Friday, July 01, 2005

Does "Iscariot" Mean "the Liar"?

The etymology of Judas's surname Iscariot has been much discussed. I am surprised to see a theory gaining ground that, in my opinion, has little to recommend it. I refer to the proposal that the Aramaic word sheqar, "lie," is the basis of the name. M. Limbeck writes in the Exegetical Dictionary of the NT:
Starting from Aram. sheqar and shiqray/sheqarya, "liar," which with the ending -a and with aleph prostheticum becomes ishqarya, Iscariot can be taken as "the liar, the false one" ...
I have a number of problems with this proposal. First of all, there is not, as far as I can tell, any Aramaic word shiqray, sheqarya that means "liar." The idea that there is apparently comes from an error in Jastrow's Dictionary (p. 1626, s.v. שׁקרא), where he misinterprets a verbal form in b.Yev. 55b שׁקרי , "I lied" — as an adjective. That is the only "attested" use of this otherwise non-existent word. The normal Aramaic word for "liar" would be shaqqar, which cannot be made to yield "Iscariot."

Secondly, you can't just tack on a prosthetic aleph any place you want to; it occurs primarily on words that begin with consonant clusters (which shiqray does not). As far as I can determine, prosthetic aleph is not attested with this root at all in Aramaic. So what we have here is an arbitrary syllable added to a word that does not exist; and this is proposed in a widely used lexical tool as the most probable etymology! (I. Howard Marshall, in his commentary on Luke, also refers to this as the "most plausible" etymology.)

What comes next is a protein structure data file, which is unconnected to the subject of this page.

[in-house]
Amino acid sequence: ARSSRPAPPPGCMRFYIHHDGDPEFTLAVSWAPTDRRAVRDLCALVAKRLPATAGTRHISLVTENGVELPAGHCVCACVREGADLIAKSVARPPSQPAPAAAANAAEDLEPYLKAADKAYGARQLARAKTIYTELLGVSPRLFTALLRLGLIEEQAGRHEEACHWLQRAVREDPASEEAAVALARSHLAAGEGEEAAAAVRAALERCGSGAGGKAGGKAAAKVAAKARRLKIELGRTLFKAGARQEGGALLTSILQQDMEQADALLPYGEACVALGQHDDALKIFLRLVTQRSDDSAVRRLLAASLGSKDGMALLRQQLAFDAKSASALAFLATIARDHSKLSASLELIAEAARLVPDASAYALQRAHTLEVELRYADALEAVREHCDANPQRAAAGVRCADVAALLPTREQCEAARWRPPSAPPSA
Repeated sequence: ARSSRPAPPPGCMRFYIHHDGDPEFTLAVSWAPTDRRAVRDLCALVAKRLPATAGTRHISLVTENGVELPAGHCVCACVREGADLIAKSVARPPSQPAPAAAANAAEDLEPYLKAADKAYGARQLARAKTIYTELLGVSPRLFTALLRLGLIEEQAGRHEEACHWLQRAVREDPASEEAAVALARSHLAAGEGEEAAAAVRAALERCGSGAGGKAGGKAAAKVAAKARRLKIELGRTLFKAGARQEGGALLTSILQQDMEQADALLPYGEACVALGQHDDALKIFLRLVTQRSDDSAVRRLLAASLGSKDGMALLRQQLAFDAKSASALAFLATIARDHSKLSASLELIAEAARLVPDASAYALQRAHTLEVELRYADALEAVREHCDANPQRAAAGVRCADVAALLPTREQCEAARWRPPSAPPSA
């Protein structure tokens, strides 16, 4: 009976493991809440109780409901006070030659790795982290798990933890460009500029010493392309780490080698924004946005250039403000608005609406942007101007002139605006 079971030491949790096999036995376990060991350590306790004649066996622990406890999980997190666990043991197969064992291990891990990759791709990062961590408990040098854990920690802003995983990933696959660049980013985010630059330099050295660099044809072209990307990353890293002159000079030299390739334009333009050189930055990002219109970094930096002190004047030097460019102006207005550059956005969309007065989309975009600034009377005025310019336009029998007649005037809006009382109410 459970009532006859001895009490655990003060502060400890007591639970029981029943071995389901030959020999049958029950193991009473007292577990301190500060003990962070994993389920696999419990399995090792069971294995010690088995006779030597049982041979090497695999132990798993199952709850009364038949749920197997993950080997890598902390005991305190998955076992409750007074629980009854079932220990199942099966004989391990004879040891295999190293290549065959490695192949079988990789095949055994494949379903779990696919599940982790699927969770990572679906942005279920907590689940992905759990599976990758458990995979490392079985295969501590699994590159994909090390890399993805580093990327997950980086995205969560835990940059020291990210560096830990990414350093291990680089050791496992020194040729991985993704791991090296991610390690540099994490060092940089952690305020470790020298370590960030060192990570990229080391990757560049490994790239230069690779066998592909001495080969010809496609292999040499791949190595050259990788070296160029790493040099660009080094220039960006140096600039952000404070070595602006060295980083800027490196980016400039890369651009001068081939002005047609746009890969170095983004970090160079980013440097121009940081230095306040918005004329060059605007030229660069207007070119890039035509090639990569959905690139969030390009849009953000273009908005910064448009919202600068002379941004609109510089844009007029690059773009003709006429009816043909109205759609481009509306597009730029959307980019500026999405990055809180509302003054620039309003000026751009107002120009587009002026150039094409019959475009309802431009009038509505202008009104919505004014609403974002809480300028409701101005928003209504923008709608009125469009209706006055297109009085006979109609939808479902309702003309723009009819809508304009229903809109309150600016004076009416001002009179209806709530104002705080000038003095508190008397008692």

The old idea that Iscariot means "man of (the town) Kerioth" (Hebrew ish qeriyot) is still the best. Limbeck objects that a Hebrew surname would not be used, but I think this is not true; tombstones and ossuaries from the first century CE bear names in both Hebrew and Aramaic. Plus, names with ish + city name are quite common in the Mishnah. Here's a few:

Natai Ish Tekoa (Hal. 4:10)
Yosi ben Yoezer Ish Zereda
Yosi ben Yohanan Ish Yerushalaim (Sota 9:9)
Yakim Ish Hadar (Eduy. 7:5)
Antigonus Ish Sokho (Avot. 1:3)
Halaphta Ish Kefar-hanania (Avot 3:6)
Levitas Ish Yabneh (Avot 4:4)
Eliezer Ben Yehudah Ish Bartota (Tev. Y. 3:4)

Judas's full designation in Hebrew would likely have been Yehudah ben Shimon Ish Qeriyot (cp. John 6:71, "Judas son of Simon Iscariot," which also has the variant reading "from Kariot" for "Iscariot").

BIBLIOGRAPHY: M. Limbeck, "Iscariotes," Exegetical Dictionary of the New Testament, edited by Horst Balz, Gerhard Schneider, p. 201.

1 comment:

Anonymous said...

That does look like the best explanatin.

Do you have any comments on the theory that it's derived from sicarius?